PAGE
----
For all that it had to be done, the sale of TVC does mean the BBC has vacated its flagship location. But the BBC has had more than one flagship location in the past: Broadcasting House and Alexandra Palace have also had that honour. The former is now the undisputed flagship once more – albeit that its new u-shaped architectural signature feature has initially become known as the place where BBC executives stand to resign – and nobody is making the case that the BBC should return to Alexandra Palace. TVC will also move to the status of historic location, like Ally Pally; MediaCityUK may well become the place where childhood memories of broadcasting are forged, with Blue Peter and other shows based there.

As for the future of TVC itself, its studios will mostly be refurbished as a modern facility, and then hired out to production companies including the BBC, which is leasing three of them and basing some of its office staff there too. In short, it won’t be too different, in its use as a production facility, from now. Space that is currently surplus to need will also get a use, with a heritage centre of some sort opening. From the way Danny Baker was going on last night you’d think the whole thing was being demolished and replaced with flats – although some of the newer buildings may not survive, the core of the facility has an assured future. One sad thing is that TC8, the studio long favoured for larger comedy and light entertainment shows, is probably not going to survive on account of its location away from the main block of studios.

Overall, it’s probably the right outcome for the place. Imagine if the BBC had just kept it going for its own sake, with huge amounts of it empty and unused, ever-less appropriate for the needs of modern TV production – sooner or later, it would have become a scandal and embarrassment, no doubt with Tory MPs queueing up to demand the disposal and demolition of the outdated white elephant. There’s a case for saying the BBC has been (perhaps unusually) clear-sighted in avoiding backing itself into that particular corner.

I last walked out of TVC into a snowy night in 2009 after a recording of Two Pints of Lager and a Packet of Crisps. That evening, Lauren Laverne and a camera crew were wandering around filming for a documentary celebrating a show then entering its eighth series; predictably, BBC4’s celebrations completely overlooked this particular long-running BBC comedy success. While it was right to celebrate the end of an era at TVC, and the programmes were overall enjoyable, nostalgia-fests of that sort seldom tell the entire story.

Note: I’m no BBC historian so sections of the above may include factual errors; polite corrections will be welcomed.

What should a calling card script do and what shouldn’t it do?

This year’s London Screenwriters’ Festival was hugely instructive in terms of both the craft and the business of being a screenwriter. I’ve got no track record at all in either, so I hadn’t intended to do any ‘advice’ type blog posts – I seldom write them, as there are plenty of people better qualified than me.

That said, looking back over my notes (almost 60 pages – typing them up took me a day and a half) it struck me that there are one or two things I’ve not read elsewhere, or at least not explicitly. This post covers one of them: spec scripts and calling card scripts. Much-discussed over the weekend, and not necessarily the same thing – any script that’s not been commissioned is written on spec, but that doesn’t mean any non-commissioned script is fit for use as a calling card script. Your early spec scripts probably just won’t be good enough to send out, and should be treated as learning exercises – the perils of sending stuff out too early, because either it’s not sufficiently developed or you’re not, were a recurring theme across many sessions.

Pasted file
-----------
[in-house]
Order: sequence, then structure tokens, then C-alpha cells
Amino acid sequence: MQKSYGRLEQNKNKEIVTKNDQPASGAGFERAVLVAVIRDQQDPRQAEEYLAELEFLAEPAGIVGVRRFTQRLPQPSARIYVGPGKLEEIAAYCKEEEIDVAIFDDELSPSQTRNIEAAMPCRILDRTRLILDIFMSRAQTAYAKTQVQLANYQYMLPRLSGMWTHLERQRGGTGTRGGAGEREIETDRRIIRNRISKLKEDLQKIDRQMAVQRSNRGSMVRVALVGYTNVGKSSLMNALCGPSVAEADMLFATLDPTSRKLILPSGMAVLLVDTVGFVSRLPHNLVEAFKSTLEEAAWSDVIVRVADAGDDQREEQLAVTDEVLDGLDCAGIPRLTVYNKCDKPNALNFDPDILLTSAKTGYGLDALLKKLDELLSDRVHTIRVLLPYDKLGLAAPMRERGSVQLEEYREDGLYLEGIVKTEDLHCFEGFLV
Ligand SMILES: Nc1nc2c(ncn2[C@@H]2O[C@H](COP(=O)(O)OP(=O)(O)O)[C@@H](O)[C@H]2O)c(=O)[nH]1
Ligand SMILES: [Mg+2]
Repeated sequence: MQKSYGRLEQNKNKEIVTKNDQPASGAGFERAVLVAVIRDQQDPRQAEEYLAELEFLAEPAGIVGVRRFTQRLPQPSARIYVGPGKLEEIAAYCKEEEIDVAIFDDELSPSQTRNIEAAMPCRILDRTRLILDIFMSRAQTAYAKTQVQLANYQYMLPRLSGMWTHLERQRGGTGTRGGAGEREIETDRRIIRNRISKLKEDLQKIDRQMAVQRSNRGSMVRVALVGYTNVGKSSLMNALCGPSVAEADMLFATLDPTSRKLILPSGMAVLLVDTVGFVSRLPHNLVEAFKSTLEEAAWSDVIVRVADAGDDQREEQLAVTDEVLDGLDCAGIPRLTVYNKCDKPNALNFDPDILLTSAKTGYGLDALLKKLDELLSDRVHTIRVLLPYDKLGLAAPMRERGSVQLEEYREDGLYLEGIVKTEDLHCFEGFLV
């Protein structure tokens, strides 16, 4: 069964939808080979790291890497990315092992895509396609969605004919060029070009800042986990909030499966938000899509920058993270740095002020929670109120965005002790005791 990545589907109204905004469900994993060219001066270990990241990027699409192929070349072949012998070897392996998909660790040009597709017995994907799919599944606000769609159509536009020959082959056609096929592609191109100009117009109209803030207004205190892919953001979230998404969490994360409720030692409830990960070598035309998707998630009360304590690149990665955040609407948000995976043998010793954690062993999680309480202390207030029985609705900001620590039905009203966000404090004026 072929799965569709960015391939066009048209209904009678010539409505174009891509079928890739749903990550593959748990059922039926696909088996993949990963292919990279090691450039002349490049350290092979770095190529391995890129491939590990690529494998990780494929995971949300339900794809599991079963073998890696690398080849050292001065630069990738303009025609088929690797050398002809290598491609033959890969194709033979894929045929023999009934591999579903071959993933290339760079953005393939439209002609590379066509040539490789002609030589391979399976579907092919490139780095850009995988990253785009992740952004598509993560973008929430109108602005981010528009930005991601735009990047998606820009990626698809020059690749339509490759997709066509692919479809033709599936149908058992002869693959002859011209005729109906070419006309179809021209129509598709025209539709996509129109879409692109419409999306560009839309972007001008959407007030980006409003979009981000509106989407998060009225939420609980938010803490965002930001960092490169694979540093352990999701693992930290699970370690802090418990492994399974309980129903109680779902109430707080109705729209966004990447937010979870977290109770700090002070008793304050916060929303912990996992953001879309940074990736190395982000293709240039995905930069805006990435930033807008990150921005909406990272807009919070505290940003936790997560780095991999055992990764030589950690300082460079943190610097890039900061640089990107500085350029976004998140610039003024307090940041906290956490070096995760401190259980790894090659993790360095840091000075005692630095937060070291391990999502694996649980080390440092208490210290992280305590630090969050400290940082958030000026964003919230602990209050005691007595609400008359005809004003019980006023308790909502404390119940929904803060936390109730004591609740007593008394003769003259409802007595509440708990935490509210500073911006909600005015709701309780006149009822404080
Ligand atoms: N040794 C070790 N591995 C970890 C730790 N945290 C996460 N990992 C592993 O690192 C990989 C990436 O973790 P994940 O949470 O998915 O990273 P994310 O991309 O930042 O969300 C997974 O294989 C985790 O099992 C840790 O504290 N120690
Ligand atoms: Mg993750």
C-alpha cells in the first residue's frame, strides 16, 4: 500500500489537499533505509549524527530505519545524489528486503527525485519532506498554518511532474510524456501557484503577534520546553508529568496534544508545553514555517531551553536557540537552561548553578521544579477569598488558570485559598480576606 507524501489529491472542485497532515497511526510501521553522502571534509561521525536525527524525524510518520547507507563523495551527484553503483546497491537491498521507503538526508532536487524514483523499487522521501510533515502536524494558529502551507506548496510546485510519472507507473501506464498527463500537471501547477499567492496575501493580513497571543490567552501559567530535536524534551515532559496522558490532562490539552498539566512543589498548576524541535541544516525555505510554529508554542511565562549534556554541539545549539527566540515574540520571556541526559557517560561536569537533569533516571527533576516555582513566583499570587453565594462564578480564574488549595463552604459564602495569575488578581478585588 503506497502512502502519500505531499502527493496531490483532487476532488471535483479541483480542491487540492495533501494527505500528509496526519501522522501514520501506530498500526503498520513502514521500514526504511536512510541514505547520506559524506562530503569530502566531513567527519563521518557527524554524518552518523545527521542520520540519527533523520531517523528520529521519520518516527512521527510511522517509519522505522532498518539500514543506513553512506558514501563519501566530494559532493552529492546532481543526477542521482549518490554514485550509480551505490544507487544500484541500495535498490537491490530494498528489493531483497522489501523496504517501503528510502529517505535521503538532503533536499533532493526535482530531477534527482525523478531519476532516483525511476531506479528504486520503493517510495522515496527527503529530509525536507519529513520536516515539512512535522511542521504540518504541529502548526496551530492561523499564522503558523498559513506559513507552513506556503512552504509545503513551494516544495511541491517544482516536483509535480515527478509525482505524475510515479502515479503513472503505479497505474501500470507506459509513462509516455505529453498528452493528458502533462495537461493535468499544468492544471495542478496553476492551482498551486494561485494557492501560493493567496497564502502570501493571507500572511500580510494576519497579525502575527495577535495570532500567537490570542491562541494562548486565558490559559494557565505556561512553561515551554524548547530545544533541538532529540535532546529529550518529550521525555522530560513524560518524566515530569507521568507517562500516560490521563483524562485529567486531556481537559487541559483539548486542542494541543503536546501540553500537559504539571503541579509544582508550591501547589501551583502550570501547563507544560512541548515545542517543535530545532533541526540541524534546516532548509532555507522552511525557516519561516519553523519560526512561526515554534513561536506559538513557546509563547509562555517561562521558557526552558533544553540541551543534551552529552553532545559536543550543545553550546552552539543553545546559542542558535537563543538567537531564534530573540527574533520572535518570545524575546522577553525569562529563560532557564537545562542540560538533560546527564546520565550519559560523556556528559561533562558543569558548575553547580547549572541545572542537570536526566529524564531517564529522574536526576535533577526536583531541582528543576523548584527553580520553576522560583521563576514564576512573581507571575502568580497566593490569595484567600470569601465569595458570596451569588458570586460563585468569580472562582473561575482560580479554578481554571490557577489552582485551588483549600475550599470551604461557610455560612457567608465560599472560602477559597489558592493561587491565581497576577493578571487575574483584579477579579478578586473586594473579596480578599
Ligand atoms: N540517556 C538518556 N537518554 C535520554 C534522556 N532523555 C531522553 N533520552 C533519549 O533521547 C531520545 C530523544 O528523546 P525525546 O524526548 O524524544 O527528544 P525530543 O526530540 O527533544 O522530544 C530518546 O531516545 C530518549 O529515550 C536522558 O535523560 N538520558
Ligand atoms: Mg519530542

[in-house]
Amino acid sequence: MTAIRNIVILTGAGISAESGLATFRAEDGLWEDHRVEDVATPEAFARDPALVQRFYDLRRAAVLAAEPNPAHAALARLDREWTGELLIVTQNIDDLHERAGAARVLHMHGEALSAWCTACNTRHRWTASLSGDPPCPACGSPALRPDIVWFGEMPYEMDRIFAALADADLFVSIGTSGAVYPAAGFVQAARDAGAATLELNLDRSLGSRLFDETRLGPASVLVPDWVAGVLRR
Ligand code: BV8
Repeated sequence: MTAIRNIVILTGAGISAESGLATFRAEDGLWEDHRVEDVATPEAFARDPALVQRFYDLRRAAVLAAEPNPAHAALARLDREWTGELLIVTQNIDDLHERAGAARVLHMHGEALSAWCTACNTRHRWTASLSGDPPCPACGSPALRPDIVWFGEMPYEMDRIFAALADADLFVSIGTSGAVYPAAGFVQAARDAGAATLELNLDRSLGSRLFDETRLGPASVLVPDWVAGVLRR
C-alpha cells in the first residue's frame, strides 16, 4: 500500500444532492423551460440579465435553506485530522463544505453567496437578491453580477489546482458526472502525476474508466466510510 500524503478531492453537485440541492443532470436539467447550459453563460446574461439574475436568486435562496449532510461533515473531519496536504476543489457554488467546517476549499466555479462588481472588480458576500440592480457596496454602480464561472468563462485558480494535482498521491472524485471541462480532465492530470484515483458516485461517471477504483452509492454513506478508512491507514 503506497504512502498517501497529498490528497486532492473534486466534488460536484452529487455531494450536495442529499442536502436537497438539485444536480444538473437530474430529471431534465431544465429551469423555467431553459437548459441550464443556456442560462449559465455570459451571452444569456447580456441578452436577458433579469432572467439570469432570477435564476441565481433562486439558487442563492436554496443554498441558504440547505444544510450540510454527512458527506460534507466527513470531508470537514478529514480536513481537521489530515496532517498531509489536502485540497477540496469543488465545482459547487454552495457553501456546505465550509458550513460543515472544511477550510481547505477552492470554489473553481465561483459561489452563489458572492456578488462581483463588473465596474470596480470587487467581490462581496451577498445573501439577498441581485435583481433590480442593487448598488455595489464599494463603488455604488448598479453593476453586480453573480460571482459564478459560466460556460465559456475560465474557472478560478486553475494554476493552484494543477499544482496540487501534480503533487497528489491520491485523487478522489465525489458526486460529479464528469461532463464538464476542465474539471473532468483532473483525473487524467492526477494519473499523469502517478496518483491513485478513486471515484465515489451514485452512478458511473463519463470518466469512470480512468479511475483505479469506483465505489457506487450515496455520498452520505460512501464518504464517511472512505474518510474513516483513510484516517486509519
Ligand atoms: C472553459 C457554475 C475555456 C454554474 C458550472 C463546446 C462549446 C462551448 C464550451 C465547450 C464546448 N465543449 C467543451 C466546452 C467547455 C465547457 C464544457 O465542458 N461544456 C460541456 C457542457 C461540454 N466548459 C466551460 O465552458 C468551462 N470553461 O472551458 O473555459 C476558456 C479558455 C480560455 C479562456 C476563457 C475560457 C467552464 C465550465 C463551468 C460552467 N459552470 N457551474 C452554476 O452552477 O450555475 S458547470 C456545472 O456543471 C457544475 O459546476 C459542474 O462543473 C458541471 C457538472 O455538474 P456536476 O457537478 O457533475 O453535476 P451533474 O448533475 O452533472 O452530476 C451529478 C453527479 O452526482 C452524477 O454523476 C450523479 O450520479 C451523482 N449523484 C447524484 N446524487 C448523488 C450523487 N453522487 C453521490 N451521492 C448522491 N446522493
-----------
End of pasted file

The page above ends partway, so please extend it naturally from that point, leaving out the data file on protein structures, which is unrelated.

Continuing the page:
But what about the calling card script? The script that shows what you can do and hopefully interests producers and agents in you. Conventional wisdom I’ve read and heard elsewhere starts from the premise that it won’t get made – it’s just there to get you noticed. That’s true (with vanishingly few exceptions). But some things that can be said to follow on from that aren’t so true: “write what you really want to, as it’ll never get made” can get you in trouble.

So here’s my conclusion, which wasn’t said explicitly by any of the speakers I heard, and one or two of them might even dispute it: but a calling card script should be commercial. It should not simply be a demonstration of storytelling and craft. It will be assessed by producers and agents as they would assess any other script: can they sell it, can they get it made? Even though formal events like the speed pitching at last weekend’s festival are essentially artificial and unusual events, the same yardstick will be applied: a project that elicits teeth-sucking and mutterings that it’s hard to get that kind of thing made is not useful, even if you’ve written the script really well.

TV series and serials are immediately more attractive than singles. Some genres and tones are more appealing than others, and it varies by channel. A brilliantly written script on an abhorrent topic would also probably be a bad idea. My 90-minute TV single will always be commercially problematic, no matter how good I can get it; a piece of hard sci-fi will also be hard to sell, albeit for subtly different reasons (niche genre, rather than format [EDIT see the comments below for more on this point]). “Ah,” you may say, “if it’s brilliant it’s brilliant, and it’ll get you somewhere no matter how difficult a sell it might first appear.” Maybe – but at the very least, you’ve made your job significantly harder, which you can ill afford in such a competitive environment. If you can’t get a script into someone’s hands or inbox, it doesn’t matter how well it showcases your talent and craft (on the up-side, it doesn’t so much matter if it’s rubbish, I suppose).